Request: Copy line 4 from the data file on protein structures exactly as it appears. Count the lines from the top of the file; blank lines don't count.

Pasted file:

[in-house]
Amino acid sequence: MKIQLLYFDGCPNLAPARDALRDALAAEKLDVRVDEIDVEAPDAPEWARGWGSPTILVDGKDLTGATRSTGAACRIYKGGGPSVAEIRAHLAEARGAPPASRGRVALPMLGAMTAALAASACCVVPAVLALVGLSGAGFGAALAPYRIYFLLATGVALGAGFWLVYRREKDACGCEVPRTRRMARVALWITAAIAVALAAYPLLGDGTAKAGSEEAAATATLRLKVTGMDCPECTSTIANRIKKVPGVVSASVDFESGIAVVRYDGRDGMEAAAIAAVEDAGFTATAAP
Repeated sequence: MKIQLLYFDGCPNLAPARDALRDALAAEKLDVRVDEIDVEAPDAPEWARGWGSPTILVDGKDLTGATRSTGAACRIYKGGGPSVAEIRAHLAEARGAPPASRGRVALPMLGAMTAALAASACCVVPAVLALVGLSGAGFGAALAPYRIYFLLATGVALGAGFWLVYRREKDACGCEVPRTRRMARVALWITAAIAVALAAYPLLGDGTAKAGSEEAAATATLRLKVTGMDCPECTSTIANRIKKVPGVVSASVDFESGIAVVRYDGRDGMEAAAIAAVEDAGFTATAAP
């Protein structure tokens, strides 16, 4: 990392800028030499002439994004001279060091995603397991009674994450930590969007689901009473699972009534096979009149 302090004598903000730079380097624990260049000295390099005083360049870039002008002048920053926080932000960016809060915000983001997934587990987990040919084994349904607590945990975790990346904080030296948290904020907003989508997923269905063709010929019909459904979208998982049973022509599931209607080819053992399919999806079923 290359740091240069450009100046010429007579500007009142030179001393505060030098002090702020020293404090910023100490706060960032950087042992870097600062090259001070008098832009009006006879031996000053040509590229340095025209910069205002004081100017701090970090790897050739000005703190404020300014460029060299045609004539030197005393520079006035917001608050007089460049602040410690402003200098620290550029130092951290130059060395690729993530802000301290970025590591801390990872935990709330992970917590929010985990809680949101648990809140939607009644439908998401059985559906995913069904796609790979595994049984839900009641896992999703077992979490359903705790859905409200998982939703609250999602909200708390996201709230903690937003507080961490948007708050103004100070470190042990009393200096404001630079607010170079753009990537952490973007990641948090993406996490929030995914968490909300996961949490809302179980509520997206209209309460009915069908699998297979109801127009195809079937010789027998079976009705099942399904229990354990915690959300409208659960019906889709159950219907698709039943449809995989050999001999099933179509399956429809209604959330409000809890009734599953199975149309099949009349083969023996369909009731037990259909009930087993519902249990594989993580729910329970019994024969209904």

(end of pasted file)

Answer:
């Protein structure tokens, strides 16, 4: 990392800028030499002439994004001279060091995603397991009674994450930590969007689901009473699972009534096979009149 302090004598903000730079380097624990260049000295390099005083360049870039002008002048920053926080932000960016809060915000983001997934587990987990040919084994349904607590945990975790990346904080030296948290904020907003989508997923269905063709010929019909459904979208998982049973022509599931209607080819053992399919999806079923 290359740091240069450009100046010429007579500007009142030179001393505060030098002090702020020293404090910023100490706060960032950087042992870097600062090259001070008098832009009006006879031996000053040509590229340095025209910069205002004081100017701090970090790897050739000005703190404020300014460029060299045609004539030197005393520079006035917001608050007089460049602040410690402003200098620290550029130092951290130059060395690729993530802000301290970025590591801390990872935990709330992970917590929010985990809680949101648990809140939607009644439908998401059985559906995913069904796609790979595994049984839900009641896992999703077992979490359903705790859905409200998982939703609250999602909200708390996201709230903690937003507080961490948007708050103004100070470190042990009393200096404001630079607010170079753009990537952490973007990641948090993406996490929030995914968490909300996961949490809302179980509520997206209209309460009915069908699998297979109801127009195809079937010789027998079976009705099942399904229990354990915690959300409208659960019906889709159950219907698709039943449809995989050999001999099933179509399956429809209604959330409000809890009734599953199975149309099949009349083969023996369909009731037990259909009930087993519902249990594989993580729910329970019994024969209904």